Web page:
A former SpaceX engineer alleges in an essay published Tuesday morning that “misogyny is rampant” at the Elon Musk-led startup, where she claims to have received little to no support on the numerous occasions she brought claims of sexism and sexual harassment to her superiors and HR.
“Each and every man who harassed me was tolerated despite the company’s so-called no-tolerance and no-asshole policy,” she writes.
The former employee, Ashley Kosak, additionally says the aerospace manufacturer exists in a “state of disrepair and dysfunction” and that Musk’s own behavior is similar to that of “a sadistic and abusive man.” Kosak published the essay on the New York-based platform Lioness, which “brings forward stories about encounters with power.”
The agency, which has also published essays by whistleblowers at companies like Blue Origin, Jess Bezos’ aerospace manufacturer, has also developed a related Musk-focused non-fungible token to accompany Kosak’s story. Lioness claims to be the first whistleblower organization to help fund itself through the use of such NFTs.
Kosak told Motherboard the Blue Origin essay inspired her own decision to tell her story and that Lioness has since connected her to other women who have spoken up, creating a supportive community.
SpaceX did not respond to a detailed request for comment on Koask’s allegations, but Musk has himself mocked whistleblowers in the past. Just last month, he tweeted “Blow the whistle on Tesla!” along with a link to the Tesla site, where his electric vehicle company was selling a $50 “Cyberwhistle.”
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Musk, the richest person in the world, was named TIME’s Person of the Year this week after transforming SpaceX and Tesla into two of the most influential companies in the world. Last year, SpaceX became the first private company in history to launch a human into orbit; in October, it received a valuation of more than $100 billion.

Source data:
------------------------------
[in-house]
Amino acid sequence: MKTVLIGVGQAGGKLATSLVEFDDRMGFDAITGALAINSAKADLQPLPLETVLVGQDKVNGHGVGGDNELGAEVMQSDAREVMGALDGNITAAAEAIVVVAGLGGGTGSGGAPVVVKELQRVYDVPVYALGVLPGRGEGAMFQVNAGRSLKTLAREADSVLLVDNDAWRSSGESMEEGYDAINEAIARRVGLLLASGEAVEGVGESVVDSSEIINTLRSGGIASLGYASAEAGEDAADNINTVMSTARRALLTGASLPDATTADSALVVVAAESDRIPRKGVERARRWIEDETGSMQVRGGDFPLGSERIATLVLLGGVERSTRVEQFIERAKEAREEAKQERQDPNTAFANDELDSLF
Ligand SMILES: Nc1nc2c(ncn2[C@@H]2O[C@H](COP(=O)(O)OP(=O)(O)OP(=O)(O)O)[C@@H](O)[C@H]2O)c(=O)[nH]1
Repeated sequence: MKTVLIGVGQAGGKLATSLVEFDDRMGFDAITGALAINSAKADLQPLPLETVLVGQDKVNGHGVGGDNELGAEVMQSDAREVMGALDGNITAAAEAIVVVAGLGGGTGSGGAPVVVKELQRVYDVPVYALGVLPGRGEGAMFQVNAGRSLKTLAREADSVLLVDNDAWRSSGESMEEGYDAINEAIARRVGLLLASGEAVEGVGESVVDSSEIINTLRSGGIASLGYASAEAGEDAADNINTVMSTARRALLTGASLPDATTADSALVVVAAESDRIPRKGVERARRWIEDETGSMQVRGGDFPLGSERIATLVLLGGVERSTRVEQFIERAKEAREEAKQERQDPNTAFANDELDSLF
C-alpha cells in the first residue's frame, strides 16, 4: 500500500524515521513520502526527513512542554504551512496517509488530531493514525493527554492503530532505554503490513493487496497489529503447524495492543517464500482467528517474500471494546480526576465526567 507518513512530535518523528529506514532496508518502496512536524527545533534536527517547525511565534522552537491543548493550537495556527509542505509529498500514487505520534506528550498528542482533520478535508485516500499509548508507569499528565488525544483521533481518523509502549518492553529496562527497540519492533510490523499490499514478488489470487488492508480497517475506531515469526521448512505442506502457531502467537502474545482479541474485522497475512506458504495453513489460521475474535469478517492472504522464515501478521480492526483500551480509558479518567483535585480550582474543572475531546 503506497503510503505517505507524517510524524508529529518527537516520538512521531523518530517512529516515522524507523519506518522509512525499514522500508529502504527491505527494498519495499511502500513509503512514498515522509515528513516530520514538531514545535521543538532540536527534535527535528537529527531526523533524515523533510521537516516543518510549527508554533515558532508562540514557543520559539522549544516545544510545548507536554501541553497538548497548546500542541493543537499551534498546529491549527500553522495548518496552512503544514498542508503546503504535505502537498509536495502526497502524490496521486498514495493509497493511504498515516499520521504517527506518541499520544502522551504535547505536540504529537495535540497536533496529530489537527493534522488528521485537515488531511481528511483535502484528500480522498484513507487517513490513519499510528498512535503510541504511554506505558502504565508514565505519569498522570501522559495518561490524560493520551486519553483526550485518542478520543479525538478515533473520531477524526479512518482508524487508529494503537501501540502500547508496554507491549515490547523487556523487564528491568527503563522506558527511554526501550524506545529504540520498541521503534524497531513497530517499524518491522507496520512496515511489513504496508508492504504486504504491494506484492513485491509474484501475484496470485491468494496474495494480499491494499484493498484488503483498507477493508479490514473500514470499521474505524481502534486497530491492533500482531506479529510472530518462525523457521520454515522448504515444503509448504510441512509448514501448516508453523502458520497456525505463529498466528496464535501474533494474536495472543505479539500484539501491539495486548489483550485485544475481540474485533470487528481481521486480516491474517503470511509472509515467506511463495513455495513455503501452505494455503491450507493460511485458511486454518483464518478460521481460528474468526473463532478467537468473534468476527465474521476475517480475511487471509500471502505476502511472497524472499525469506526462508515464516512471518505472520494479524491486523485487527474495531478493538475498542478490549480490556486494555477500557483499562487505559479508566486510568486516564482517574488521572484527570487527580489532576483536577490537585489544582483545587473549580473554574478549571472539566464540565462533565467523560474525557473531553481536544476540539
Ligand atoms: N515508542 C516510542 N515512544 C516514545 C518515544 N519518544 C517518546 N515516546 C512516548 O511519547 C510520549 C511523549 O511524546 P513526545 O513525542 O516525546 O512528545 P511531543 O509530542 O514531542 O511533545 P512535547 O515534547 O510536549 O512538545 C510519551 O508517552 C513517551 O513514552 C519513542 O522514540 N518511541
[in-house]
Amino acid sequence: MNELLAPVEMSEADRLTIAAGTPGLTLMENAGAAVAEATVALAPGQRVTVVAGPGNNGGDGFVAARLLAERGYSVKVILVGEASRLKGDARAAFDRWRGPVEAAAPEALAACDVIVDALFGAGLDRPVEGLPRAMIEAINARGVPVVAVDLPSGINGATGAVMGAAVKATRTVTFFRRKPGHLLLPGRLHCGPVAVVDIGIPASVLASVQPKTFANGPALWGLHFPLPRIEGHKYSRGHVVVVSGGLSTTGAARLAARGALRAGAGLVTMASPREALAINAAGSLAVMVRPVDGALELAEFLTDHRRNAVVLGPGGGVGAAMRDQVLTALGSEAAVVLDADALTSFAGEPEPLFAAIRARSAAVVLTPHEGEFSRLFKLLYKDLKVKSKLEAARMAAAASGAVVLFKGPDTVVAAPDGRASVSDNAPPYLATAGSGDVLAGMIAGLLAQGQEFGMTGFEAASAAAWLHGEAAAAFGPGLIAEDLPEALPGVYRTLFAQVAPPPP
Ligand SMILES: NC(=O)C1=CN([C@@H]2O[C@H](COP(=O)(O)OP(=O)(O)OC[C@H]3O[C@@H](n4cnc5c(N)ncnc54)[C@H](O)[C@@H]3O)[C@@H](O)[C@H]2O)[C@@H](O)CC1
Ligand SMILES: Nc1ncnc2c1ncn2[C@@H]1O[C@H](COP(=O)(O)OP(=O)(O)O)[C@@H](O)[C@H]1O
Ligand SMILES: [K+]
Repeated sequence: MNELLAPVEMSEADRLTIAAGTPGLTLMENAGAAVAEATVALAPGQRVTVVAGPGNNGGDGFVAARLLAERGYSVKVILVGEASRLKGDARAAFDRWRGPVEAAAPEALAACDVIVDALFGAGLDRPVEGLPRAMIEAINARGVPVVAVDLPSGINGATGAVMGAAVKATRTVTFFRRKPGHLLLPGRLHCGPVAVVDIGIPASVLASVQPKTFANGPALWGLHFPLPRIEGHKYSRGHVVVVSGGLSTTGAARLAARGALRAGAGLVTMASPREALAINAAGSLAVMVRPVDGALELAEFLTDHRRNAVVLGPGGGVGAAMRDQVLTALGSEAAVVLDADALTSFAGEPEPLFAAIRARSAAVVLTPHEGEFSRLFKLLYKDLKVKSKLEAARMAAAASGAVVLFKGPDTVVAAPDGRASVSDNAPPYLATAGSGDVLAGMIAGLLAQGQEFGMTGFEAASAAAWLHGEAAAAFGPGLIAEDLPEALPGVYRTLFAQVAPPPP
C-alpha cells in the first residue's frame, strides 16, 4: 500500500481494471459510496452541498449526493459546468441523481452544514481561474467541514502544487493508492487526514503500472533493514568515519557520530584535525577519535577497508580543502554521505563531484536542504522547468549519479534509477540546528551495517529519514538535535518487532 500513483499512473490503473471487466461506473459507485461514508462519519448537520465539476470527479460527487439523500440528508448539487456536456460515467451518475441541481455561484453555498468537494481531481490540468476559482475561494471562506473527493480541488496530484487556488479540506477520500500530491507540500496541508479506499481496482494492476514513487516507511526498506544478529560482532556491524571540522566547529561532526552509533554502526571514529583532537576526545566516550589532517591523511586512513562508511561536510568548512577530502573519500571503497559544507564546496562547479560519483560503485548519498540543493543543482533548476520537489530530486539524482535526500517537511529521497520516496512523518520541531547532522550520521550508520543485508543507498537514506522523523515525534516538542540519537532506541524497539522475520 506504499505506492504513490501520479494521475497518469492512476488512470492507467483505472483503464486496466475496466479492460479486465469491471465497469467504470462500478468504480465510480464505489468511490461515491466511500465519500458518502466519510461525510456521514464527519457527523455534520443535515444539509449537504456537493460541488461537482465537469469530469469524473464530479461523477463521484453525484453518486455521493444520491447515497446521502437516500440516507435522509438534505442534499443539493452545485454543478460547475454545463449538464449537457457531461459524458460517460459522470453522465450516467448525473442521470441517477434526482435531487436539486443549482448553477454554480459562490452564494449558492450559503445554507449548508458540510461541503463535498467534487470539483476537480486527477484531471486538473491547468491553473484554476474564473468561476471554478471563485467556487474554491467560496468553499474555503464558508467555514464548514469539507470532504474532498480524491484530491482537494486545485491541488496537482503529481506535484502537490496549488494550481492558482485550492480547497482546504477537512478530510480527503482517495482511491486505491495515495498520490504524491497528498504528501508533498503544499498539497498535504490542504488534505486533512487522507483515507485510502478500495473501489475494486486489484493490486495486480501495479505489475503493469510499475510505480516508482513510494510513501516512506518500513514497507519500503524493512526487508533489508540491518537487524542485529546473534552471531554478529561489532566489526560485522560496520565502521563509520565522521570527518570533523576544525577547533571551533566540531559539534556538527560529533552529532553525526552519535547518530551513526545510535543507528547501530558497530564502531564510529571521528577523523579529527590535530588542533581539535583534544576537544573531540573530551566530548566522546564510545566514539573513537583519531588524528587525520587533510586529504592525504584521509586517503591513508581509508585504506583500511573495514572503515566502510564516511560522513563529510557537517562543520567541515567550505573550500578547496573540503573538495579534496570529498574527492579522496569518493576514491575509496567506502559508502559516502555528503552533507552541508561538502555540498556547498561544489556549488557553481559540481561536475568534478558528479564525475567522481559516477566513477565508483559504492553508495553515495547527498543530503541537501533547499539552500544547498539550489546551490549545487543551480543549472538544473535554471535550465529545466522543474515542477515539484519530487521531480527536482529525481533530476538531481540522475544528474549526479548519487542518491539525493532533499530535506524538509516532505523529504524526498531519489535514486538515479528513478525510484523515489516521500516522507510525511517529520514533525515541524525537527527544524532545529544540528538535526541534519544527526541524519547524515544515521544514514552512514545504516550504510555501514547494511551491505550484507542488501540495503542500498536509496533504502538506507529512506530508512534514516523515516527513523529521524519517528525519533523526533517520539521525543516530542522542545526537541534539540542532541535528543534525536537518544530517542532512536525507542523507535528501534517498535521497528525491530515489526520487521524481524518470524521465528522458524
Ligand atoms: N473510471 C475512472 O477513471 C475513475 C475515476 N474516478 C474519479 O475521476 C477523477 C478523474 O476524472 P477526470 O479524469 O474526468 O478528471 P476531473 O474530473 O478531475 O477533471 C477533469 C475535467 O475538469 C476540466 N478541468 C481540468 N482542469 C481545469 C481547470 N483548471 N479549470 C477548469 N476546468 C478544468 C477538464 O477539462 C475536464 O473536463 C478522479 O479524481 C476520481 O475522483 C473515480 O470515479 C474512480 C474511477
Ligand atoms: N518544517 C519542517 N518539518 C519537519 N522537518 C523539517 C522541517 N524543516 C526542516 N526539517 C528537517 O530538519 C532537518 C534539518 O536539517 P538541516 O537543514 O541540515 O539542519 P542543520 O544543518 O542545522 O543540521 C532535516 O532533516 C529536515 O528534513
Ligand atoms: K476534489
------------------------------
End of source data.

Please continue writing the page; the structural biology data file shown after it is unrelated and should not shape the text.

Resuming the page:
But Musk has claimed all is not well at the company, telling staff in an email last month that the company risks “bankruptcy” should its Starship rocket not achieve “flight rate of at least once every two weeks next year.” Kosak argues such claims are part of Musk’s strategy to manufacture “a scarcity complex,” which helps foster an an environment where he “pushes engineers to the point of burnout, berates employees for not meeting the expectations he shifts at whiplash speed, or threatens workers with job loss if they don’t increase their output.” Kosak additionally alleges in the essay that Musk “sends threatening messages to remind them that their efforts will never be adequate,” a claim backed up by unrelated sources.
Kosak’s own issues at SpaceX started soon after she first joined the company as an intern in 2017, she says. Only weeks later, a fellow intern approached her and “grabbed my butt while I was washing my dishes,” she writes. Kosak reported the incident to two people, including her superior, she writes, but no one reported the incident to HR and she had to continue living in the same housing as her assailant.
The mistreatment continued from there, she writes, as she dealt with “countless men” who “made sexual advances” toward her. In 2018, a male co-worker “ran his hand over [her] shirt, from [her] lower waist to my chest.” That time, she met with HR herself, but received no follow up, she writes. “This man remained part of the team I reported to and worked for. Given my tenuous position at the company, I felt powerless.” Kosak writes that one man called her at 4 a.m. and that another arrived at her house “and insisted on touching me even when I repeatedly requested we stay professional.”